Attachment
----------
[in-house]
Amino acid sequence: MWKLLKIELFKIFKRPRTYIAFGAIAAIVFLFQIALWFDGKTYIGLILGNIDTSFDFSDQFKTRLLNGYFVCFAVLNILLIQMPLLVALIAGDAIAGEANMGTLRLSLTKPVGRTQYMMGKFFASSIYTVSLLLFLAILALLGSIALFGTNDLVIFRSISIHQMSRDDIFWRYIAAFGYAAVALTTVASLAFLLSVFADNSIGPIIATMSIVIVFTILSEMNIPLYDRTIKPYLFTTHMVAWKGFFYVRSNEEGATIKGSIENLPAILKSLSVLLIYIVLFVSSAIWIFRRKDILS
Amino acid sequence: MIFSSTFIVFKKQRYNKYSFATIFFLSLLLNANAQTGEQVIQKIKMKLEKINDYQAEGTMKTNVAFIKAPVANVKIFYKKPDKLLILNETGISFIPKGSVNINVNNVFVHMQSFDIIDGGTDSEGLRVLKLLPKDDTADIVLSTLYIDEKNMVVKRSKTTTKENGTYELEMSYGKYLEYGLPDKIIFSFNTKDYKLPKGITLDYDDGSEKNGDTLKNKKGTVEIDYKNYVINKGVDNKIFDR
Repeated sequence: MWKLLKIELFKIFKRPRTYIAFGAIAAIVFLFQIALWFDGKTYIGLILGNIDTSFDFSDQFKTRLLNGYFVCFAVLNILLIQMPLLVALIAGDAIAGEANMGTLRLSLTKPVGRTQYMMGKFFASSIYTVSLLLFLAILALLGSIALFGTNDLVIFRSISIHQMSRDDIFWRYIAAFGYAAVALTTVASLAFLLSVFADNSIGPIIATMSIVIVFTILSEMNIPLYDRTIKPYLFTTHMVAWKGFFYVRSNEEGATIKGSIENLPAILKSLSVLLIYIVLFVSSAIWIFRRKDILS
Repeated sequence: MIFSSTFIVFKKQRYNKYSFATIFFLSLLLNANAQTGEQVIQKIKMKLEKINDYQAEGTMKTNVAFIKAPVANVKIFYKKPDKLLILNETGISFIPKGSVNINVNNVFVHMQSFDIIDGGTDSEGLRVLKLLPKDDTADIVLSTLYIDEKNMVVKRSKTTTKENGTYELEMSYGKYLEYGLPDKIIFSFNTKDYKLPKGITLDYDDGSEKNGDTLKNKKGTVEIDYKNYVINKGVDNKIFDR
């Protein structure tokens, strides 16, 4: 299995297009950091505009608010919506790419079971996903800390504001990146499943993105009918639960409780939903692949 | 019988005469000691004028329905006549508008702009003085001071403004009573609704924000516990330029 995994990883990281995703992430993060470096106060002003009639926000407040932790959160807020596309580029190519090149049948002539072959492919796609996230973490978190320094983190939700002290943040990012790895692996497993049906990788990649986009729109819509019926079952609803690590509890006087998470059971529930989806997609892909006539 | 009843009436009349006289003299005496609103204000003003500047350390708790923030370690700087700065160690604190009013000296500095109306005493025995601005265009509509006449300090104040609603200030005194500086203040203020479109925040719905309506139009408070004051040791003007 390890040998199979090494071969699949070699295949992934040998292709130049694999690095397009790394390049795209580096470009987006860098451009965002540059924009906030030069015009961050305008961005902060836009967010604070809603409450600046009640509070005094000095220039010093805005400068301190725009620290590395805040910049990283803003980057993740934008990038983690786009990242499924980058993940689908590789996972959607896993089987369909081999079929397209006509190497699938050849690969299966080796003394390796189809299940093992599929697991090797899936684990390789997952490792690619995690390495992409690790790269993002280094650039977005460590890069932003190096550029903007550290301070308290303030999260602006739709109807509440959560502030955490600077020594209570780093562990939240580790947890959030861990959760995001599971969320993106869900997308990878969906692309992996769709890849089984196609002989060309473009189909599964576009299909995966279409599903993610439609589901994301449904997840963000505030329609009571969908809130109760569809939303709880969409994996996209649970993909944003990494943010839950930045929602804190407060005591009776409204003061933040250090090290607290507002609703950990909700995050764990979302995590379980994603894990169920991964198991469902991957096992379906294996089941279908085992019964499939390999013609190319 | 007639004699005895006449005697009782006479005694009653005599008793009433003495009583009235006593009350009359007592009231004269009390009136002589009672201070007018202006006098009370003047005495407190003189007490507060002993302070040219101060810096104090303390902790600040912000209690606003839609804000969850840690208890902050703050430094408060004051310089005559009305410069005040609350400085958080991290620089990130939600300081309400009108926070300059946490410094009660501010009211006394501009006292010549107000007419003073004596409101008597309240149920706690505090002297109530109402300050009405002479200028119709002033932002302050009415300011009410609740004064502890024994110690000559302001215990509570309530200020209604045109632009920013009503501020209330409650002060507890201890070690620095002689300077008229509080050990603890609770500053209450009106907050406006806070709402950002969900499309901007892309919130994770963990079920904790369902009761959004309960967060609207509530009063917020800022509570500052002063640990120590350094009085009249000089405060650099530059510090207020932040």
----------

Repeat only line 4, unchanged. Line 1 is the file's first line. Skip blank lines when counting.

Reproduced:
Repeated sequence: MWKLLKIELFKIFKRPRTYIAFGAIAAIVFLFQIALWFDGKTYIGLILGNIDTSFDFSDQFKTRLLNGYFVCFAVLNILLIQMPLLVALIAGDAIAGEANMGTLRLSLTKPVGRTQYMMGKFFASSIYTVSLLLFLAILALLGSIALFGTNDLVIFRSISIHQMSRDDIFWRYIAAFGYAAVALTTVASLAFLLSVFADNSIGPIIATMSIVIVFTILSEMNIPLYDRTIKPYLFTTHMVAWKGFFYVRSNEEGATIKGSIENLPAILKSLSVLLIYIVLFVSSAIWIFRRKDILS